Taken for a ride on a bike across country?
An amazing story is coming to Fairfield County this month, one painful pedal revolution at a time. It’s a story of hope, of redemption ... and it requires a faith seemingly in short supply if one is to truly appreciate it.
While there’s never been a scarcity of skeptics, the advent of the Internet has taken skepticism to Kardashian-like heights. This hit home on Monday night as I followed the journey of Eric Hites, a Danville, Ind., native who set off to cross the country on his rickety bicycle two months earlier.
He was woefully out of shape, dangerously unprepared, and completely oblivious to the harsh demands the 3,000-mile trek would ask of him. He became stranded almost as soon as he started when his 560-pound frame bent his bike rims into pretzels. He’s been in Rhode Island for more than a month as he was fitted for a new ride and took care of various medical and planning needs.
I was immediately struck by the heartbreaking backstory he posted on his website, “fatguyacrossamerica.com.” He detailed how his life had careened out of control after a series of bad decisions. “My wife and I separated last July for many reasons ... I was a slob, borderline hoarder that was so overweight and unhealthy I could not hold or get a job ... I got sicker, grew depressed, kept secrets about money and kept things from her. I tried, but not as hard as I should.
So finally she felt she had to end it to save herself from more heartache ... I moved out, I found my drive, my trip, my chance to change my future, to build my life back and be the man she married. To show her how much I love her, that I would cross any mountain, overcome anything.”
He went on to explain that his goals were “to prove things to my wife and to take back my health and lose the pounds I have collected over the years ... I hope to encourage others to get up and get moving no matter their weight.”
I was hooked. Noticing he’d planned to ride through Connecticut before heading west, I reached out to offer what help I could. He replied that he’d hoped to be in Connecticut by next week and would let me know when he got close. That’s when I made my fatal mistake: I started following his progress through his Facebook page.
Look, I’ve always believed that audacity breeds contempt. Everyone from Galileo to Gustave Whitehead has been dogged by skepticism, a necessary step one must overcome to validate great achievement. Unfortunately, yesterday’s skeptics, which Merriam Webster defines as those possessing “an attitude of doubt or a disposition to incredulity,” have given way to today’s cynics, who believe “that people are generally selfish and dishonest … in a way that shows no concern about treating other people fairly.”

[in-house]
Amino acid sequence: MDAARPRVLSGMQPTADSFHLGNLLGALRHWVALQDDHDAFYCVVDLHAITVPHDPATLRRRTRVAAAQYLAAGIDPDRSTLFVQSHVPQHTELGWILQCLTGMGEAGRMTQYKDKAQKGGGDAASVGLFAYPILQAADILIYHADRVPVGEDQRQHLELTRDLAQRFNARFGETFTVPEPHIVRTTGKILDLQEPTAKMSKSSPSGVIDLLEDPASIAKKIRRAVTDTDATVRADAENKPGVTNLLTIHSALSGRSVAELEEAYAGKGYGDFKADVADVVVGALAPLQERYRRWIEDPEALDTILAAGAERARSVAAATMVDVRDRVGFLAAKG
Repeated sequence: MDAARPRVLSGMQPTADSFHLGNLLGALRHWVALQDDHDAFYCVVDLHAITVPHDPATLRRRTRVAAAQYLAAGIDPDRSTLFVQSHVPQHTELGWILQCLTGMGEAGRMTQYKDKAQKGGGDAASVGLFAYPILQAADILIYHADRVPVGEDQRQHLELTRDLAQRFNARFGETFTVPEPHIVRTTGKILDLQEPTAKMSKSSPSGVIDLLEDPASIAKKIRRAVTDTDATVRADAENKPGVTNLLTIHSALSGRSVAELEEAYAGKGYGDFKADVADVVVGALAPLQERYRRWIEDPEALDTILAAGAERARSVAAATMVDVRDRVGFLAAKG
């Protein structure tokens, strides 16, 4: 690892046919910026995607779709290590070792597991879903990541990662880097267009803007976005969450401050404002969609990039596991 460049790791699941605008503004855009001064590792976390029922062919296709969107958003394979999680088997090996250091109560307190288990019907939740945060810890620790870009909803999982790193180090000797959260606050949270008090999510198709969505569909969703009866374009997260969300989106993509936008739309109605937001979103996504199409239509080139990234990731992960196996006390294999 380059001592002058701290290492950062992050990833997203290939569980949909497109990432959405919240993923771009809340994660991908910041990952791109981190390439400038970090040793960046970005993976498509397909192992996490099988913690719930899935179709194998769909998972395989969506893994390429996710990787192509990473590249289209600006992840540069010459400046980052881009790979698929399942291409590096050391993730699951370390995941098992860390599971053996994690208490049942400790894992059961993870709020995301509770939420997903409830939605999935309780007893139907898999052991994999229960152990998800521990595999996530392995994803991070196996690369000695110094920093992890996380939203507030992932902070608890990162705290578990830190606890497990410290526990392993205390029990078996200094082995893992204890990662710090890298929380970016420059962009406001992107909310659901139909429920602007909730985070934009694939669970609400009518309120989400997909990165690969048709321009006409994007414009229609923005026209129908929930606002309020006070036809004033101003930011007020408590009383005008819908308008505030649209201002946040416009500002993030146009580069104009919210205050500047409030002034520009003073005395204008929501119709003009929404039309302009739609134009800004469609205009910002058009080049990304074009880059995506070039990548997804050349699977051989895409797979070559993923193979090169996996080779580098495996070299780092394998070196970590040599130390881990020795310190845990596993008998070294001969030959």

In other words, rather than treating a trip like Eric’s as an exercise in wild abandon in the hope of reclaiming his lost love for both his wife and himself, it’s viewed in a more sinister light. He’s been raked over the coals in online comments for all manner of ills: Experienced bikers castigate him for his progress (or lack thereof), nutritionists flay him for his food choices, and armchair psychologists feel perfectly equipped to offer unsolicited relationship advice. When he opened a fund-raising page, he was labeled a fraud who was only in it for the money. He’s constantly derided for the frequency of his replies to these online posts even as others berate him for wasting time online in the first place.
What fascinates me is how totally possessive complete strangers become of someone else’s story. People claiming to be his brother and sister-in-law revealed ancient family grudges while others crept through years of Eric’s Facebook posts and public documents to offer “proof” for their views on Eric’s journey. Many people have gone to great lengths to list the many ways they believe Eric will fail.
What’s missing is a wide-eyed wonder at this swing-for-the-fences attempt at getting his life back. Whatever happened to holding our breath and hoping for the best? I’d rather cheer with all my heart and risk disappointment than jeer at each attempt and forever confirm failure’s inevitability.
Cynicism never built anything; it’s never discovered new worlds or uncovered mysteries. I prefer to view Eric’s trip as an optimist, anticipating the best possible outcome. Here’s hoping he makes believers of us all. With any luck, I’ll be able to share more when he passes through town.
You can read more at RobertFWalsh.net and contact him at rob@RobertFWalsh.net or follow him on Twitter @RobertFWalsh.